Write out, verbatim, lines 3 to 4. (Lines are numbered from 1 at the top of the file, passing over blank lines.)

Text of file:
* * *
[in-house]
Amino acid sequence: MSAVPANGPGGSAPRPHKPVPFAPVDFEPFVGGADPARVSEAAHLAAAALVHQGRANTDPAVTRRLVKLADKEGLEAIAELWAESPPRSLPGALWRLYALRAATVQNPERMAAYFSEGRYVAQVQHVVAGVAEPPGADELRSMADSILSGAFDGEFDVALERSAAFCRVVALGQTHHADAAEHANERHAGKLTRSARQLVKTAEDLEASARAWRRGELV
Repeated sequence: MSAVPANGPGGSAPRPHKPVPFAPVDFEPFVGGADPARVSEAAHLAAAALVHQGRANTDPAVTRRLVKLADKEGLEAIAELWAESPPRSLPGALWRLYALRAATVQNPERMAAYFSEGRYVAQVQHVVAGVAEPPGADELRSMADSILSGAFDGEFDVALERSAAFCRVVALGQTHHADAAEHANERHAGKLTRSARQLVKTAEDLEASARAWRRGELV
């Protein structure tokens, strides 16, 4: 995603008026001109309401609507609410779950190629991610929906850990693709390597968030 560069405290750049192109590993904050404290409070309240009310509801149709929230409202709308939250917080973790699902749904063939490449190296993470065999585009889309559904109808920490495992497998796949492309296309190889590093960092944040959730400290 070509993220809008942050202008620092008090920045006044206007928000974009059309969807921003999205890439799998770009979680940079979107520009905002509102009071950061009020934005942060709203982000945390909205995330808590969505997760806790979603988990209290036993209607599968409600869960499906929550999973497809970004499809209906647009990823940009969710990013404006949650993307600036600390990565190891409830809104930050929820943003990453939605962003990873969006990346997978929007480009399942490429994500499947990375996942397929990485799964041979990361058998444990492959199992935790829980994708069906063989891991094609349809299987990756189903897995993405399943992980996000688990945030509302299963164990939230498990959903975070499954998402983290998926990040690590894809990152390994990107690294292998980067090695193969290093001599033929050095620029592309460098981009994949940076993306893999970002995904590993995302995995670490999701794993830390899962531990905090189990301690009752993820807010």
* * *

Repeated sequence: MSAVPANGPGGSAPRPHKPVPFAPVDFEPFVGGADPARVSEAAHLAAAALVHQGRANTDPAVTRRLVKLADKEGLEAIAELWAESPPRSLPGALWRLYALRAATVQNPERMAAYFSEGRYVAQVQHVVAGVAEPPGADELRSMADSILSGAFDGEFDVALERSAAFCRVVALGQTHHADAAEHANERHAGKLTRSARQLVKTAEDLEASARAWRRGELV
């Protein structure tokens, strides 16, 4: 995603008026001109309401609507609410779950190629991610929906850990693709390597968030 560069405290750049192109590993904050404290409070309240009310509801149709929230409202709308939250917080973790699902749904063939490449190296993470065999585009889309559904109808920490495992497998796949492309296309190889590093960092944040959730400290 070509993220809008942050202008620092008090920045006044206007928000974009059309969807921003999205890439799998770009979680940079979107520009905002509102009071950061009020934005942060709203982000945390909205995330808590969505997760806790979603988990209290036993209607599968409600869960499906929550999973497809970004499809209906647009990823940009969710990013404006949650993307600036600390990565190891409830809104930050929820943003990453939605962003990873969006990346997978929007480009399942490429994500499947990375996942397929990485799964041979990361058998444990492959199992935790829980994708069906063989891991094609349809299987990756189903897995993405399943992980996000688990945030509302299963164990939230498990959903975070499954998402983290998926990040690590894809990152390994990107690294292998980067090695193969290093001599033929050095620029592309460098981009994949940076993306893999970002995904590993995302995995670490999701794993830390899962531990905090189990301690009752993820807010």